Last week, the Federal Trade Commission (FTC) announced in a Statement of the Commission On Breaches by Health Apps and Other Connected Devices (Policy Statement) that the FTC will begin enforcement of its Health Breach Notification Rule (Rule) issued in 2009. The Rule was issued by the FTC to regulate certain businesses that handle health information when they are not regulated by the Health Insurance Portability and Accountability Act (HIPAA). Many of those businesses are likely not aware of the Rule, because there has been no public enforcement activity. While questions about the Rule’s scope remain, recent actions by the FTC (including the Policy Statement) suggest that it may be time for businesses to consider whether and how their operations may be drawing interest (investigative and enforcement) from regulators.

Persistent uncertainty about the scope of the FTC’s Health Breach Notification Rule

Our colleagues wrote about the Rule when it was first issued, to explain how certain businesses that handle health information may be required by the Rule to provide notice of data breaches affecting health information. We will not restate that analysis here, but it remains as accurate now as it was then. Until last week, the FTC had never publicly enforced or published new guidance on the Rule. Significant questions, therefore persist, about how the FTC will interpret and apply the Rule.

The Rule does not apply to businesses regulated by HIPAA, but the Rule ambiguously describes the types of business to which it does apply. For example, as drafted, employers that hold employee health records electronically could theoretically be regulated by the Rule—even though it was likely not the FTC’s intent for the Rule to apply in the employment context. Given the Rule’s ambiguous scope, businesses may need to conduct a case-by-case assessment of the applicability of the Rule to their data security incidents to avoid missing this little-known and broad regulatory requirement.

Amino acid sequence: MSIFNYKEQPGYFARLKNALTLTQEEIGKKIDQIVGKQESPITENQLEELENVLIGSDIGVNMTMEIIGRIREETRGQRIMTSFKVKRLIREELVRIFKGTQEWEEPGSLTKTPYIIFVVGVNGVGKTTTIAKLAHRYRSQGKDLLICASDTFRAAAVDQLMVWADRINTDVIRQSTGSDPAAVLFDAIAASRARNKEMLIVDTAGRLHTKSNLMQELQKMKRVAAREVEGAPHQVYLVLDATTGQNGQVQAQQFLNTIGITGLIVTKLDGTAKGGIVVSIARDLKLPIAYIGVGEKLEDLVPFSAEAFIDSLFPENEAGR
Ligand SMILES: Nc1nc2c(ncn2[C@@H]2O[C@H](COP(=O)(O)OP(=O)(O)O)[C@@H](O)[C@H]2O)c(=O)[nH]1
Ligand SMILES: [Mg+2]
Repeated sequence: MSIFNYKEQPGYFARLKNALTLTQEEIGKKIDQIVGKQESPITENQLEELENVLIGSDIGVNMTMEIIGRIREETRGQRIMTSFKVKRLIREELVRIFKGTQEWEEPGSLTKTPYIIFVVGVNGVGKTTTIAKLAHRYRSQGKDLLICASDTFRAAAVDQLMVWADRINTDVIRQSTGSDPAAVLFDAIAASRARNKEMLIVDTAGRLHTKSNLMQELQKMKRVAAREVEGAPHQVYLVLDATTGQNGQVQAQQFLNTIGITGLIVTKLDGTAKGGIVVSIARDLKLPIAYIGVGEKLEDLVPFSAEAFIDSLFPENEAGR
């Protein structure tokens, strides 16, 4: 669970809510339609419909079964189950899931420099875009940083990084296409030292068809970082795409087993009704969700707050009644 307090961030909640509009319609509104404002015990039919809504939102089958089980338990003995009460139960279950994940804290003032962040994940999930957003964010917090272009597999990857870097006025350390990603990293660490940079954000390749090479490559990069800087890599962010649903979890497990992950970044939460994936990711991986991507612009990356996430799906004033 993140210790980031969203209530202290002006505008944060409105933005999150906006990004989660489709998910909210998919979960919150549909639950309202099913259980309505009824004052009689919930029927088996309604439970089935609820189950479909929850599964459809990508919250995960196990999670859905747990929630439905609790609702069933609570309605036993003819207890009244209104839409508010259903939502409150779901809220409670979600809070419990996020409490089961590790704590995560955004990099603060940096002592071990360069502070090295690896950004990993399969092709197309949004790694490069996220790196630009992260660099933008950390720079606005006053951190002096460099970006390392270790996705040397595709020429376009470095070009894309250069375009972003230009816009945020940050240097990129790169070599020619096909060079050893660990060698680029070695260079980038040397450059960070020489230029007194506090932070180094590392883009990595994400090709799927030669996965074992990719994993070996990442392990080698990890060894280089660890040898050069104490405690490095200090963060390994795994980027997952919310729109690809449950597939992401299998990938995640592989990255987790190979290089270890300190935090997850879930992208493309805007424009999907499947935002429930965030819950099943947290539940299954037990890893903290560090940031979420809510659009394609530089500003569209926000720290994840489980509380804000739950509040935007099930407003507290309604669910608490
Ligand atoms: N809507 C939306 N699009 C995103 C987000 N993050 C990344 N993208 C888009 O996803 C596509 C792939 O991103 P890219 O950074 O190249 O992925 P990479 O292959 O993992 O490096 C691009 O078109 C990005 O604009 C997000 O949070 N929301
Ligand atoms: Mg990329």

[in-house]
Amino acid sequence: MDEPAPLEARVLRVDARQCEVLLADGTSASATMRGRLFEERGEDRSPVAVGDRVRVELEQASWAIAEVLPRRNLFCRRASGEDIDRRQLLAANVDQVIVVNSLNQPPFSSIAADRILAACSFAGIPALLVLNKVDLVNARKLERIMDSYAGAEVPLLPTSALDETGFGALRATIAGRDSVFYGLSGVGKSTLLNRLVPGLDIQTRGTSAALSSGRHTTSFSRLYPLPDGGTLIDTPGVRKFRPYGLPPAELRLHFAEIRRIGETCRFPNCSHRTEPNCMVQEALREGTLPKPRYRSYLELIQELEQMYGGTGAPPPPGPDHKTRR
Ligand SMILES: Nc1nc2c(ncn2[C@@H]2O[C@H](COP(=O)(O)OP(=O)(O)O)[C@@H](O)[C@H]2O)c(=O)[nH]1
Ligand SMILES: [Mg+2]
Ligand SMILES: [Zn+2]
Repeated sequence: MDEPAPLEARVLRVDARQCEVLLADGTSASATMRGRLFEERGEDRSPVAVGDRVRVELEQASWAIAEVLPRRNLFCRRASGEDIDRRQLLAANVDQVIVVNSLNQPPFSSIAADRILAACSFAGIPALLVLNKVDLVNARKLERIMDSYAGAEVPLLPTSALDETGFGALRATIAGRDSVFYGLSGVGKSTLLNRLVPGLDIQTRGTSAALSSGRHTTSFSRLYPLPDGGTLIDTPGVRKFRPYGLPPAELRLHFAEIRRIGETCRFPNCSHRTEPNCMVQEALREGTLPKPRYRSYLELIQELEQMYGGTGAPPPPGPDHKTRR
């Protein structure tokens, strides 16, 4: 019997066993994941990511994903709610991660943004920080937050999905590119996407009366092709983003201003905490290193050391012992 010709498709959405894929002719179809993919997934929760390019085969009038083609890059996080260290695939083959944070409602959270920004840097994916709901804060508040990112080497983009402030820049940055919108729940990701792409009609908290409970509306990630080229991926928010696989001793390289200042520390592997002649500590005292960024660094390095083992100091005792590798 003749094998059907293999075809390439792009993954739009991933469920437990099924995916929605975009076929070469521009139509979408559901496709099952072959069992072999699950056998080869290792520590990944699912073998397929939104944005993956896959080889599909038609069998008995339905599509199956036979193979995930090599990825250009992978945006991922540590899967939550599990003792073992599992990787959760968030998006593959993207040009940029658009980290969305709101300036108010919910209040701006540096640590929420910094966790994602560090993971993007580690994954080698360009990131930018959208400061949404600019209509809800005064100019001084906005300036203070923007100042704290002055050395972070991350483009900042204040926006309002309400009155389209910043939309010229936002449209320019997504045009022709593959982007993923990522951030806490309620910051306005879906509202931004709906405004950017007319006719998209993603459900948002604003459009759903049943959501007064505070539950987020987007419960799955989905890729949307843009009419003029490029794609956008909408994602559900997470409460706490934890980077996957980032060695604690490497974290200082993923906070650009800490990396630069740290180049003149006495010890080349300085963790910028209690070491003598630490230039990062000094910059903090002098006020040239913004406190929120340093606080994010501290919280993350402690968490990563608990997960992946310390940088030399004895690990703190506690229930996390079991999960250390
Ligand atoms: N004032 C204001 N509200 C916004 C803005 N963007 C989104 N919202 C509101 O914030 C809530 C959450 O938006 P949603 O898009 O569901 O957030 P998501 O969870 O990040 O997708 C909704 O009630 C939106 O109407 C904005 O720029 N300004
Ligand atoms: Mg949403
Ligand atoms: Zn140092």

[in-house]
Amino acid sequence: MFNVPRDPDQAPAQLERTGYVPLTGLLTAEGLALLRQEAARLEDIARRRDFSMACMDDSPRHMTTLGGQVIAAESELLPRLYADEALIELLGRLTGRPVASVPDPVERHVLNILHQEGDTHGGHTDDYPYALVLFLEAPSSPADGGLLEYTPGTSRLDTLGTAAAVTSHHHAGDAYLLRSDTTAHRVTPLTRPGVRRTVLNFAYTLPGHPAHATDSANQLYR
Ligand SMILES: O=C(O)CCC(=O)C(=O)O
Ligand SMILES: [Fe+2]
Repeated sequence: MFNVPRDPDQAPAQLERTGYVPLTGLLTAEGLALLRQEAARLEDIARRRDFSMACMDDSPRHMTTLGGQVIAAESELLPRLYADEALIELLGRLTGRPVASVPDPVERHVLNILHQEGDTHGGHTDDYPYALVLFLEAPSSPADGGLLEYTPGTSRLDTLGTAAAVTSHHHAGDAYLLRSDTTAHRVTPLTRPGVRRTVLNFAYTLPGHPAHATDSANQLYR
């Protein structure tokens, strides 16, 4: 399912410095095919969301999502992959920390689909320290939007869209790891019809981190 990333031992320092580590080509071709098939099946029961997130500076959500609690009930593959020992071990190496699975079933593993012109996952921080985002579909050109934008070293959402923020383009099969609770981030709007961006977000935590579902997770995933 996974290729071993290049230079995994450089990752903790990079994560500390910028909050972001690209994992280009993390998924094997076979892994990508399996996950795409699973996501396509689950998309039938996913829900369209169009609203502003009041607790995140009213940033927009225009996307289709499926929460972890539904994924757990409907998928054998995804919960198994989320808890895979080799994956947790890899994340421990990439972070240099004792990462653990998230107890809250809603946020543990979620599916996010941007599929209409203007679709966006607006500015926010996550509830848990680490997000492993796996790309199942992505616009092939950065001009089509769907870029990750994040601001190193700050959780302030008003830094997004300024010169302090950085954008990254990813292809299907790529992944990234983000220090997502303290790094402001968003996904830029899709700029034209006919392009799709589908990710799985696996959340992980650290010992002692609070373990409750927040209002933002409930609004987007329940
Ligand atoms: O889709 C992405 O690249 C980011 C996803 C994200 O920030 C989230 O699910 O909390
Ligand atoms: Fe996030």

In contrast with the FTC’s Health Breach Notification Rule, HIPAA, which is enforced by the Office for Civil Rights in the Department of Health and Human Services, generally provides clear guidelines as to the scope of its applicability. HIPAA is applicable only to health care providers that submit claims electronically, health plans, and health care clearinghouses. Similar to the Rule, a breach of unsecured protected health information regulated by HIPAA triggers potential breach notification requirements. A “breach” under HIPAA involves “an acquisition, access, use, or disclosure of protected health information in a manner not permitted” by HIPAA, which includes many restrictions on disclosures without patient authorization. Failure to comply with the notification requirements under HIPAA could result in civil monetary and other penalties.

Looking for clarification in the FTC’s recent policy statement

Below, we highlight three main points the FTC made in its recently released Policy Statement.

A focus on health apps and connected devices

The FTC signaled where its enforcement focus will likely be: health apps and connected devices. The FTC stated that it previously provided guidance to health apps, but observed they frequently are not meeting the Rule’s requirements in the FTC’s view. The FTC listed particular types of health app services on which it may focus—those that “track diseases, diagnoses, treatment, medications, fitness, fertility, sleep, mental health, diet, and other vital areas . . . .”

The sources of data are relevant to the analysis of the rule